London: William Tweedie, 1863. Octavo, measuring 7.5 x 5 inches: xvi, 182, . Original full blue blindstamped textured cloth, spine lettered and decorated in gilt, yellow coated endpapers. Frontispiece portrait of Anderson. Binding soiled and worn along edges and spine, corners bumped, occasional spotting to text.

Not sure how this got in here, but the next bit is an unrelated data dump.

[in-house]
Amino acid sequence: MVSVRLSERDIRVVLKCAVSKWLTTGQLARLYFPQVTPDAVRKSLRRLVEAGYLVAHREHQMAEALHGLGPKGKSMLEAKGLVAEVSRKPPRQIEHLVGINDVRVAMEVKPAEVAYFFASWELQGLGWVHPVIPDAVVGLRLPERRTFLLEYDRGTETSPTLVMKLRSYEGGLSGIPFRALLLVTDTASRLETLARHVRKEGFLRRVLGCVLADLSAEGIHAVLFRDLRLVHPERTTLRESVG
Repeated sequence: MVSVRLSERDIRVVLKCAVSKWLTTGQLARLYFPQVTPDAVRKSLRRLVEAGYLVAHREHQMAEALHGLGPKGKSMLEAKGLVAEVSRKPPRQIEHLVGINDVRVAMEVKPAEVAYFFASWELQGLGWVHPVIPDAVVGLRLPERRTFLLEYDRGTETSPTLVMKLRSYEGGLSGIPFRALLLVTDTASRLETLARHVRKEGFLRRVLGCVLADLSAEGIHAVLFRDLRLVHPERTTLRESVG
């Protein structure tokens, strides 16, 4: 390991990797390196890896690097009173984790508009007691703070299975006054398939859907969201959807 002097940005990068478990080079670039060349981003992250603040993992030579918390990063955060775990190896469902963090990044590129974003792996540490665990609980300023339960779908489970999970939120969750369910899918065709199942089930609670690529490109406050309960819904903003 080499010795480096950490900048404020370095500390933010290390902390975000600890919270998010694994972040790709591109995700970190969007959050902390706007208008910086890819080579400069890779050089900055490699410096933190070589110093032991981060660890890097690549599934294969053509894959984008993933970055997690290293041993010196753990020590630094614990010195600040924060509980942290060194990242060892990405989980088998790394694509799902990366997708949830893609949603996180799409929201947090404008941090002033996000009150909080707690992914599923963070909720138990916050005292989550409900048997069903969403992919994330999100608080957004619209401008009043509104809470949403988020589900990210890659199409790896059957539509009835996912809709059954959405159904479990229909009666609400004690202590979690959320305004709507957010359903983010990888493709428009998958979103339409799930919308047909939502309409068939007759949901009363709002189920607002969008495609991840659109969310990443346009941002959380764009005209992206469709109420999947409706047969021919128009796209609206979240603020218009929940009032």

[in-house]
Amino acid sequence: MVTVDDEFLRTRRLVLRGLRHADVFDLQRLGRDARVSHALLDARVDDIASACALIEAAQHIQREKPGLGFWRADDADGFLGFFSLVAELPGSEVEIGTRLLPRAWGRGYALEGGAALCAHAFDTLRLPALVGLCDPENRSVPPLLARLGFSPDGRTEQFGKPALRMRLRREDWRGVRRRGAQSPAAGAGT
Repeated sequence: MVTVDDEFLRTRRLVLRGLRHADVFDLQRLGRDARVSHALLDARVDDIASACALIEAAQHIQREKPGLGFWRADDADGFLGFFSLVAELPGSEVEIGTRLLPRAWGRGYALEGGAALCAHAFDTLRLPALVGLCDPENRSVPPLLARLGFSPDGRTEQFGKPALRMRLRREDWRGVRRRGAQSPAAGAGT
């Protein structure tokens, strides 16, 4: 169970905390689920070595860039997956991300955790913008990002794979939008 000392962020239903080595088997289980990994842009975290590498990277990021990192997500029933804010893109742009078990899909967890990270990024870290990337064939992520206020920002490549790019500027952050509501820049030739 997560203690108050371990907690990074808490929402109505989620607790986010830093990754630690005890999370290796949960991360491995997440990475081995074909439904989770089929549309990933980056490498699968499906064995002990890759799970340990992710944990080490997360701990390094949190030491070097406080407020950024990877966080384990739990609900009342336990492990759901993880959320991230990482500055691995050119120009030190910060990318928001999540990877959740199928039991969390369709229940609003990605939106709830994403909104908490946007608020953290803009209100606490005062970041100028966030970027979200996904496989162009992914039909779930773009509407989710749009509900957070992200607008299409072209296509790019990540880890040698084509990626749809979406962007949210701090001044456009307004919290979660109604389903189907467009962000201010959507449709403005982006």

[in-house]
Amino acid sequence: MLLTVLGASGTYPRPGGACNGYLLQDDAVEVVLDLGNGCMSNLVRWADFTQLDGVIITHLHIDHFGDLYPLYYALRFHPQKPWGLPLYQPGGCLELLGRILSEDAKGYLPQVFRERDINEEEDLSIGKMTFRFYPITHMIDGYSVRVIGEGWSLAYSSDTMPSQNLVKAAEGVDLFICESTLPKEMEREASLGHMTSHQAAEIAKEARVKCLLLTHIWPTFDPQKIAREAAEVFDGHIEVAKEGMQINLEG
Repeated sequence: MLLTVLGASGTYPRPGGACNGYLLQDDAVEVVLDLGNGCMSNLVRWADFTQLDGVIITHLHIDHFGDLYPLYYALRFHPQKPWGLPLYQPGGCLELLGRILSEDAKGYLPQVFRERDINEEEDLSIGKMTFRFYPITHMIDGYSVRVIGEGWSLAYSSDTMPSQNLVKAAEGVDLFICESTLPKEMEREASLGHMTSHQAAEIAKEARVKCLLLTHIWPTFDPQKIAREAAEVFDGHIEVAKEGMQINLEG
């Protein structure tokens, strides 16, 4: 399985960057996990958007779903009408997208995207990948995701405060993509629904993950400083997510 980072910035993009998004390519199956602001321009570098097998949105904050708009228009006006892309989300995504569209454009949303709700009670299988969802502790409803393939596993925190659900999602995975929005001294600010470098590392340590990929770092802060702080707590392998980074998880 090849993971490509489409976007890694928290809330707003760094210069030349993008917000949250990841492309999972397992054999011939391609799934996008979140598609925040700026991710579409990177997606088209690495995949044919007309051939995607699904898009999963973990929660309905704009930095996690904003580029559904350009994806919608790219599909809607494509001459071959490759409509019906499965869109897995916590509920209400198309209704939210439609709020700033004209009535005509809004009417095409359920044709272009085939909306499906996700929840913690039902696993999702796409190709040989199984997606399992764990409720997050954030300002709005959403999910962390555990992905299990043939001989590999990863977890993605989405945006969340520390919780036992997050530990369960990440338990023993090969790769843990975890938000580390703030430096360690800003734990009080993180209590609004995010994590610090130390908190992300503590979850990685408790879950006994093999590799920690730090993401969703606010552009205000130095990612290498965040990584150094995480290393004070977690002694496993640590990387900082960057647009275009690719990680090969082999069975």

Very scarce first edition of this account of the controversial trial of the fugitive slave John Anderson, issued to raise funds for his education. Anderson’s 1860 trial sparked an international debate over criminal extradition cases involving American slaves, as well as the right of English courts to intercede in Canadian cases. John Anderson, a Missouri-born slave, was sold away from his wife and newborn child in 1853, and ordered to “abandon and forget them, and take a new wife, or mistress, from amongst the slaves of his present owner.” Anderson escaped from his new owner, hoping to earn enough working in Canada to buy the freedom of his family. During his flight, Anderson encountered Seneca Diggs, a white slave owner who identified Anderson as a fugitive and pursued him with an axe. In the ensuing struggle, Anderson stabbed and killed Diggs. Pursued by slave catchers, Anderson finally arrived in Canada, where he lived and worked for five years until an informer advised local authorities that Anderson had killed a man in the United States. This action led to his arrest, and drew the attention of a professional slave catcher, who filed to extradite Anderson. The case represented an ethical dilemma for the Canadian court: many felt that “the rendition of Anderson, would be a virtual recognition, on British soil, of the slave laws of the United States.” The question had far reaching consequences, as every fugitive slave in Canada would be in jeopardy if the Canadian courts acknowledged American slave laws. In a split decision, the court ruled to extradite Anderson, but a number of judges found his use of force justifiable: one noted that Anderson “was committing no crime in endeavoring to escape and to better his own condition; and the fact of his being a slave cannot . . . make that a crime which would not be so if he were a white man.” During Anderson’s appeal process, abolitionist forces in the English courts issued a writ of habeas corpus in an attempt to move the trial to London, where a more favorable judgment was expected. This move met with opposition in the Canadian courts, as it appeared to set a precedent for regular interference by England in local proceedings. In the end, the case against Anderson was dismissed on a technicality, a mistake in the wording of the original warrant, and the controversy ended without international escalation. Anderson moved to England in 1861 to “enjoy his liberty without the fear of persecution.” There a “John Anderson Committee” was formed by editor Harper Twelvetrees and other abolitionists to find the means to pay for the illiterate Anderson’s education: this narrative was produced by the committee to raise those funds. It is the only source for most of the particulars of Anderson’s life. OCLC lists two institutional holdings, neither in the United States. A very good copy of a scarce and important fugitive slave narrative, casting light on the international legal debate occasioned by the Fugitive Slave Act.